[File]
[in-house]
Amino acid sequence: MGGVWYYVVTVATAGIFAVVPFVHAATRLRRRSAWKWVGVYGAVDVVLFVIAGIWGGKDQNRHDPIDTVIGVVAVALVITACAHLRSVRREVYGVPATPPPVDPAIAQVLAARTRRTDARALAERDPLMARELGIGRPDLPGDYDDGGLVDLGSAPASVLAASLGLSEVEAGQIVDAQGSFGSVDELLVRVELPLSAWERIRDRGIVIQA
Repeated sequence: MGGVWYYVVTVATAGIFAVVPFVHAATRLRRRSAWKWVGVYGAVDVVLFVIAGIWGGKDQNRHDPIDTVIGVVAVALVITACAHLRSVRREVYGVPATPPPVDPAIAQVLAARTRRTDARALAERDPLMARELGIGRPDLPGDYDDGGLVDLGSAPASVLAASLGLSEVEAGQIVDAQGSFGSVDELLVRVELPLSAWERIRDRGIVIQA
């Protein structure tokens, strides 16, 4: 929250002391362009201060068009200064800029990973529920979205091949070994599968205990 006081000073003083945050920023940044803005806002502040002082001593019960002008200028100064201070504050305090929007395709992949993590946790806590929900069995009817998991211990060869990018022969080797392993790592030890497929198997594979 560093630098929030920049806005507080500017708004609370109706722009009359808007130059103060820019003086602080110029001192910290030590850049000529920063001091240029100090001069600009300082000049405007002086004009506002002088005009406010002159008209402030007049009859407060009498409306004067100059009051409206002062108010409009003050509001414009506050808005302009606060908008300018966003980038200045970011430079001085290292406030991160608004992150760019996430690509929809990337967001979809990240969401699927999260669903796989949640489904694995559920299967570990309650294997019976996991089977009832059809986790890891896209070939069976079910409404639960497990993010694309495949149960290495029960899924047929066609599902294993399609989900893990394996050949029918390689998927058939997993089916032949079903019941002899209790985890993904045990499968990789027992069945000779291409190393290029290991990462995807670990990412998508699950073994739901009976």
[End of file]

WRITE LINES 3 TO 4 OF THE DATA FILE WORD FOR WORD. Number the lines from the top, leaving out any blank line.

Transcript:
Repeated sequence: MGGVWYYVVTVATAGIFAVVPFVHAATRLRRRSAWKWVGVYGAVDVVLFVIAGIWGGKDQNRHDPIDTVIGVVAVALVITACAHLRSVRREVYGVPATPPPVDPAIAQVLAARTRRTDARALAERDPLMARELGIGRPDLPGDYDDGGLVDLGSAPASVLAASLGLSEVEAGQIVDAQGSFGSVDELLVRVELPLSAWERIRDRGIVIQA
């Protein structure tokens, strides 16, 4: 929250002391362009201060068009200064800029990973529920979205091949070994599968205990 006081000073003083945050920023940044803005806002502040002082001593019960002008200028100064201070504050305090929007395709992949993590946790806590929900069995009817998991211990060869990018022969080797392993790592030890497929198997594979 560093630098929030920049806005507080500017708004609370109706722009009359808007130059103060820019003086602080110029001192910290030590850049000529920063001091240029100090001069600009300082000049405007002086004009506002002088005009406010002159008209402030007049009859407060009498409306004067100059009051409206002062108010409009003050509001414009506050808005302009606060908008300018966003980038200045970011430079001085290292406030991160608004992150760019996430690509929809990337967001979809990240969401699927999260669903796989949640489904694995559920299967570990309650294997019976996991089977009832059809986790890891896209070939069976079910409404639960497990993010694309495949149960290495029960899924047929066609599902294993399609989900893990394996050949029918390689998927058939997993089916032949079903019941002899209790985890993904045990499968990789027992069945000779291409190393290029290991990462995807670990990412998508699950073994739901009976």